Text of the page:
But they don't all live in Syria, which enhances and complements the band's cultural medley of influences and musical tastes. Hewar was unveiled with a concert that took place in the historical setting of al-Zaytuna church in Damascus, Syria, old city in September 2003. The venue was packed to maximum capacity with 1,500 people, all of whom came through word-of-mouth to witness this event. The concert was such an immense success, and created a positive buzz for the band, leading to a follow-up and equally successful concert in the American University of Beirut (AUB) in January 2004, under the auspices of the Syrian Club. In February and March 2004, Hewar—sponsored by the Syrian Embassy in Washington, and several NGOs promoting cultural understanding, mainly the Middle East Institute—toured 10 US states, performing in packed venues as prestigious as MIT and the Kennedy Center to standing ovations. They later played one concert in Cologne, Germany in late March 2004 to a receptive and eminent audience, receiving great acclaim and kudos, and in London.
They also performed in Opéra Bastille in Paris, and in Tokyo's Shinjuku PIT Inn. Hewar released their first album on 12-1-2005 in Beirut and on 16-1-2005 in Damascus , the launch of the album was very successful, and the album produced by La CD-Theque . In collaboration with the three distinguished musician guests, Manfred Leuchter, Steffen Thormahlen and Antoine Pütz, Hewar performed two concerts in Damascus in July 2006 and one concerts in Marseilles in Oct 2006. This collaboration brought in Hewar's second album 9 Days of Solitude in July 2007. Music Hewar's music brings together an diverse musical influences, and draws from an many musical traditions—namely Arabic, jazz, scat, opera and classical music; which makes it a unique venture. The band, building on the individual talents of each of its members, juxtaposes and meshes these musical styles seeks to create a truly one-of-a-kind genre-breaking music. Musician-personality—rather than instruments—driven approach, justifies Hewar's ostensibly strange and eclectic line-up comprising Oud, Clarinet, and Soprano, emphasizes the ability of music to express a wide scope of human emotions (joy, sorrow, fear, hope, and solitude) in a universal, easily-accessible vernacular. This makes for a distinctively unique sound, a sound that allows for an open-ended dialogue between Arabic music, jazz and western classical melodies—a conscious decision by the band's members. Mission Accourding to the band's website they seek to transcend the barriers of cultural disparities and misconceptions, and establish a civilized communication which builds on what brings humans closer together rather than separates them.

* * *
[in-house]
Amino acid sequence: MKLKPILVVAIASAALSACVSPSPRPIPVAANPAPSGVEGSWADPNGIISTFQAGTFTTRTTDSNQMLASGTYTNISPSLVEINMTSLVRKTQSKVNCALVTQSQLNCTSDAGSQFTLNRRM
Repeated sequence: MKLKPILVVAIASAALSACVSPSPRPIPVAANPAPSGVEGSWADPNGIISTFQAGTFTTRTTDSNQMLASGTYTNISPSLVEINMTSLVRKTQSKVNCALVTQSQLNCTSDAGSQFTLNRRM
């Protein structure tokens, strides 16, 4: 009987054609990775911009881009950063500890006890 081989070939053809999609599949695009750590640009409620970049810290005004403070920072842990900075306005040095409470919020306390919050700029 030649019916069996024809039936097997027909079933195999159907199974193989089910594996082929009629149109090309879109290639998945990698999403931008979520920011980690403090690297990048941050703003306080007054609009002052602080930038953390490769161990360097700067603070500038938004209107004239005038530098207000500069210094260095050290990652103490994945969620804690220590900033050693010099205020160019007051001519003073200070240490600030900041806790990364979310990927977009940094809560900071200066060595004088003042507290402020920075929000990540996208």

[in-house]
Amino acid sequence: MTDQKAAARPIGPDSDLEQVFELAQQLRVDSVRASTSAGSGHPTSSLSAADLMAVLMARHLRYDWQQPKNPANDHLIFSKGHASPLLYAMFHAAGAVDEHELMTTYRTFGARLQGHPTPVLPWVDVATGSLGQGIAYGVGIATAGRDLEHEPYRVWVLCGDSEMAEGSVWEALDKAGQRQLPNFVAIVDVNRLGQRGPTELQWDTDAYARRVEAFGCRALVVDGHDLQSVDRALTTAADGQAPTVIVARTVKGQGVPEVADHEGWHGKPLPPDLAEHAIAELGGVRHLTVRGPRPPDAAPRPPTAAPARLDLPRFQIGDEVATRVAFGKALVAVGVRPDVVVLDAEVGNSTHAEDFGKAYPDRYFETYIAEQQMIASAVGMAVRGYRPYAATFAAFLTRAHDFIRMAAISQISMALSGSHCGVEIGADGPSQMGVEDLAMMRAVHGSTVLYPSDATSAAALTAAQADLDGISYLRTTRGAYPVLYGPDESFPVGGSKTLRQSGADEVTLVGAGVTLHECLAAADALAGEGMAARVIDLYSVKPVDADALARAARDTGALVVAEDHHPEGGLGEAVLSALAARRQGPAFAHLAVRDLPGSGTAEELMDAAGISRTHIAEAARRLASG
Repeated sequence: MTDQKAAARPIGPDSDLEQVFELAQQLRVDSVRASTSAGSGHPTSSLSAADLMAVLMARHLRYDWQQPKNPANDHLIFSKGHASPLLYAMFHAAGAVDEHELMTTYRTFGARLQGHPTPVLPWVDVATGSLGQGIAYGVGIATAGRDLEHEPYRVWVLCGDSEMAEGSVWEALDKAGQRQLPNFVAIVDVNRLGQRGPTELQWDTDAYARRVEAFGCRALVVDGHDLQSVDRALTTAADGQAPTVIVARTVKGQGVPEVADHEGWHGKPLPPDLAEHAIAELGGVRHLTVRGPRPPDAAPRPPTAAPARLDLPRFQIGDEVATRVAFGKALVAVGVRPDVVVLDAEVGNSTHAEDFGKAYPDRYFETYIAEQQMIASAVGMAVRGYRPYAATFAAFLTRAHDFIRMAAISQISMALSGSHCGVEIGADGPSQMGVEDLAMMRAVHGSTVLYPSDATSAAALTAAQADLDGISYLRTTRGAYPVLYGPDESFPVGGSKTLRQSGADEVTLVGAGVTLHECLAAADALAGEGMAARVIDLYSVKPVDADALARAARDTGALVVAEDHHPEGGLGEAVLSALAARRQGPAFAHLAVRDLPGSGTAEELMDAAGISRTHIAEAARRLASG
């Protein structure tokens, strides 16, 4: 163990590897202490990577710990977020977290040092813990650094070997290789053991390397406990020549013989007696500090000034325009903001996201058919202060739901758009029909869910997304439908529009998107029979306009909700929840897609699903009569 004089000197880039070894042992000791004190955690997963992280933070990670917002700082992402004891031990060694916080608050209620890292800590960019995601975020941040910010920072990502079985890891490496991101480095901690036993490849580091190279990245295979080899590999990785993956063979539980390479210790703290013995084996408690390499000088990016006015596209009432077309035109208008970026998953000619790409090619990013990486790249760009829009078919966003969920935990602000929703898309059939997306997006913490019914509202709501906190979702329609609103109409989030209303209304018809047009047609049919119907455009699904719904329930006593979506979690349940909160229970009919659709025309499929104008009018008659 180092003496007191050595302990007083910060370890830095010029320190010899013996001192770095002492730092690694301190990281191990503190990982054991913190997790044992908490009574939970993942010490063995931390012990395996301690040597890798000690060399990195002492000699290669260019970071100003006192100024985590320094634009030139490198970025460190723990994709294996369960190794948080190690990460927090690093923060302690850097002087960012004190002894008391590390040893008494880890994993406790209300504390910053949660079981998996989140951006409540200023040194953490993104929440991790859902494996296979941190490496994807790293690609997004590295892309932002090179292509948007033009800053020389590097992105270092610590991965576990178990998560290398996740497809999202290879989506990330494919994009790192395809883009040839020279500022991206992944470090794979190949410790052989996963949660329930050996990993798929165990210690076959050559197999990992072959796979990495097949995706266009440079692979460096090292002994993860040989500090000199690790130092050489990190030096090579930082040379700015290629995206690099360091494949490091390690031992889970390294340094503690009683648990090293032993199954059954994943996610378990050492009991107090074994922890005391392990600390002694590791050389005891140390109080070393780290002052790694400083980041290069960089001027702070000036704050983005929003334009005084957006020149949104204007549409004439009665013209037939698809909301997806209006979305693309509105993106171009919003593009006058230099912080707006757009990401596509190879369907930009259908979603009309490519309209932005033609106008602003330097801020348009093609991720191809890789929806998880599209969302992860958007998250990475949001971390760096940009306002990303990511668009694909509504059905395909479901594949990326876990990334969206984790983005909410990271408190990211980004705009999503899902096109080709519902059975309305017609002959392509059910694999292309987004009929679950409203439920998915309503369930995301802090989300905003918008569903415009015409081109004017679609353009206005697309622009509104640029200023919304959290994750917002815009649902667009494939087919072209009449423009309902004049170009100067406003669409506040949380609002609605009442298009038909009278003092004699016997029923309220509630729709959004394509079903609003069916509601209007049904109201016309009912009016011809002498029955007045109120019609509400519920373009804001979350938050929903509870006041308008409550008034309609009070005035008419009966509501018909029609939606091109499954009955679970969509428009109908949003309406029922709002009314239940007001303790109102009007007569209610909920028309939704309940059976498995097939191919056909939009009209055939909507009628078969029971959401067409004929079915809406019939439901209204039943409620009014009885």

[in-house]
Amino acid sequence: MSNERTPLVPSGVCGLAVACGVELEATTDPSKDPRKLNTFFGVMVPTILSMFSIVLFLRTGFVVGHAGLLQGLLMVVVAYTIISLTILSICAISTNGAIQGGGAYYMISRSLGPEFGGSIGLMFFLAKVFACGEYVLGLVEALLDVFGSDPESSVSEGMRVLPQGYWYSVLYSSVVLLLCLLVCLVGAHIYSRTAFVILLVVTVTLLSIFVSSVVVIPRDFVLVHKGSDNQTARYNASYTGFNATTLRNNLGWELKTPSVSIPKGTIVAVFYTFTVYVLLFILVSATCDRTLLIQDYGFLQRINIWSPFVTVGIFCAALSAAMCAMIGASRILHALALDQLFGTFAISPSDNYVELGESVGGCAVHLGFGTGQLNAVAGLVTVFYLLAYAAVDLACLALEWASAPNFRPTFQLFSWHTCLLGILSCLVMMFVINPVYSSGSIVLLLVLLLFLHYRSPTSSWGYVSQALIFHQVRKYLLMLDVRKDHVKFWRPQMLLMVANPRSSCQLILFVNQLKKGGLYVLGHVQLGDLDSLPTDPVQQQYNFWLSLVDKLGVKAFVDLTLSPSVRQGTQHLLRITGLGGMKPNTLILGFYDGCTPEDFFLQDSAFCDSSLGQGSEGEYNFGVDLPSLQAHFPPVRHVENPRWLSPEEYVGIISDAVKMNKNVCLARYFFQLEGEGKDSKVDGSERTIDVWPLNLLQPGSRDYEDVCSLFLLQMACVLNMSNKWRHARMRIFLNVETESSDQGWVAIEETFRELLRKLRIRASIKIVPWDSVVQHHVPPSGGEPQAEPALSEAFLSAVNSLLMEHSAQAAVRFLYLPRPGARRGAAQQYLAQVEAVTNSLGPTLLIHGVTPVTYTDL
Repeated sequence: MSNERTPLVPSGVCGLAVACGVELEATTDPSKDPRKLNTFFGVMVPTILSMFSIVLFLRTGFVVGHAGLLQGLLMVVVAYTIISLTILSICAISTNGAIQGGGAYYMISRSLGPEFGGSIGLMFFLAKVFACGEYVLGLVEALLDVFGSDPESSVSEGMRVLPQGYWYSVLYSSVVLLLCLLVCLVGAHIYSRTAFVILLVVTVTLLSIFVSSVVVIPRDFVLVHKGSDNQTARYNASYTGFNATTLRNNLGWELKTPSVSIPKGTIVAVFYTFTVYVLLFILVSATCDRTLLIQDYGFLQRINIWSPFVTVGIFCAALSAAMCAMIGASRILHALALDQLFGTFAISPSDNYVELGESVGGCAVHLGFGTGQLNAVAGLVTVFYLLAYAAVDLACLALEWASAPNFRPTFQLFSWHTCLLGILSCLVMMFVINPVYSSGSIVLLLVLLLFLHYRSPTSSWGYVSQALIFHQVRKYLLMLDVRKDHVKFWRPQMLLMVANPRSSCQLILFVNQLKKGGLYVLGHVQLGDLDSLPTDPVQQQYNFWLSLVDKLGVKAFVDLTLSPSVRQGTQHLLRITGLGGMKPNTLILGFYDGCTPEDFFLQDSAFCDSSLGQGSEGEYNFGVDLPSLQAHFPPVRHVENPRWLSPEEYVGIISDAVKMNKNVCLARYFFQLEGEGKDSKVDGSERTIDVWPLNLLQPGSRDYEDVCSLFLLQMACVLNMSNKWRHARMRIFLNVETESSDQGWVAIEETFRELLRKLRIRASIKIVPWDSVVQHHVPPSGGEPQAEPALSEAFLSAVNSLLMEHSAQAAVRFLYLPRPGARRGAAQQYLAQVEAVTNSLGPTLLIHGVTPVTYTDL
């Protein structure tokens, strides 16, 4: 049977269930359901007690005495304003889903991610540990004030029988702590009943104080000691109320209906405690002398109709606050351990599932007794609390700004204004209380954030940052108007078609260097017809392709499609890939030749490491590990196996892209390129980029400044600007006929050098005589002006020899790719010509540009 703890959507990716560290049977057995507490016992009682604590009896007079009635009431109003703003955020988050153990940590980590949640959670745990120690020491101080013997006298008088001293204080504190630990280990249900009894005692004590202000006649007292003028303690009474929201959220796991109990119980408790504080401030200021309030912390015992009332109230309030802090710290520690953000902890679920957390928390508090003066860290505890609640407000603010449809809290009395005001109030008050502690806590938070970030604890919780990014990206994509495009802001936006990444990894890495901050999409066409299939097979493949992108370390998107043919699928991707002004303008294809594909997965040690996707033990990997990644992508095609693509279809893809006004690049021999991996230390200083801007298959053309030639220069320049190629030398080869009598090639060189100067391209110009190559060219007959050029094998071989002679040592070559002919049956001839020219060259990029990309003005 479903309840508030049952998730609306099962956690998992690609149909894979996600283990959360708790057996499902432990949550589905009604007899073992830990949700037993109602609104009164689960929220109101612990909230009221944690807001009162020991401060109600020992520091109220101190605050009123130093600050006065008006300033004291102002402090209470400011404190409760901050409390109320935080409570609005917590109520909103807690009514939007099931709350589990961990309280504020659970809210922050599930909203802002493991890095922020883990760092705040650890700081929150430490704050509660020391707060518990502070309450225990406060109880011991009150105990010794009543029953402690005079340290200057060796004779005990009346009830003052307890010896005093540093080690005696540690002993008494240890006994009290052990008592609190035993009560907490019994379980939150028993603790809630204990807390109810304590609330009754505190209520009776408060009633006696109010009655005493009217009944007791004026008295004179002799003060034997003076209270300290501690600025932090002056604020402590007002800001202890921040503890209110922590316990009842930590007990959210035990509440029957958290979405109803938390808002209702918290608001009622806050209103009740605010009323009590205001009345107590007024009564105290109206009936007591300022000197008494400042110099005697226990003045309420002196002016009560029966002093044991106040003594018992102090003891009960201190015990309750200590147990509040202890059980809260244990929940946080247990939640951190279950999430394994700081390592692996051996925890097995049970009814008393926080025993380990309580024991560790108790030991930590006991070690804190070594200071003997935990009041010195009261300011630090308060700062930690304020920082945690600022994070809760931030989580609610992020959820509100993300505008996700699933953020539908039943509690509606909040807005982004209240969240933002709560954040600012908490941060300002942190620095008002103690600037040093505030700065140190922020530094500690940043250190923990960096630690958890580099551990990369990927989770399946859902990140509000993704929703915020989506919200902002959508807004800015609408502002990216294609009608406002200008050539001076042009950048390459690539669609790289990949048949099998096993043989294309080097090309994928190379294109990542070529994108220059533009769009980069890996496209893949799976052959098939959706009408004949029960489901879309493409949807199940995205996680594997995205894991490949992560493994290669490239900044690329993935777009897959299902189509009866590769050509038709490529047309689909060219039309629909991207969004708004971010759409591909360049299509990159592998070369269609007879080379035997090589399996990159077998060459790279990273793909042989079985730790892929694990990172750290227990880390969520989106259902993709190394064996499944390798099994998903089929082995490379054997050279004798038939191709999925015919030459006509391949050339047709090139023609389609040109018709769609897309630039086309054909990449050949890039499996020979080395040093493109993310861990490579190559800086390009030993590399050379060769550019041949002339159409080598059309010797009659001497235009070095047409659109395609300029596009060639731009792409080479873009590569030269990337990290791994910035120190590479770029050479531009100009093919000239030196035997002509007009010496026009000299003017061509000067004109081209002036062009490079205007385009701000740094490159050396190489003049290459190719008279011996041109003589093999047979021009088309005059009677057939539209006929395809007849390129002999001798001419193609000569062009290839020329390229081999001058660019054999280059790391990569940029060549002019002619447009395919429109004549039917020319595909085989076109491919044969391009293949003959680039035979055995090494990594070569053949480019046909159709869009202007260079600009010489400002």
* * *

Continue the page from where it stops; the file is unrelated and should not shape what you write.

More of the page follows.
This is achieved through a unique musical exchange between different musical personalities (using each individual instrument as the only means of this musical communication), reflecting an approach that is as musically-based as much as it has social and political references and subtexts. Because today's world is growing ever closer, and cultural barriers and misperceptions should be coming down at an ever-increasing pace. In these iconoclastic times, communication and understanding constitute an indispensable element in the process of human interaction. The most elevated form of interaction is the Hewar (dialogue) between two—or more—seemingly disparate and unique points of departure, with the goal of reaching a common human ground. It is in light of this simple philosophy of the indispensability of Hewar, that the ensemble Hewar (Dialogue, in English) was conceived. Hewar was formed by a group of young and established Syrian musicians imbued with a sense of an urgent cultural mission, creative motivation, and openness. Discography Hewar (2005).
9 Days of Solitude: The Damascus Session (2007). Read more on Last.fm. User-contributed text is available under the Creative Commons By-SA License; additional terms may apply..
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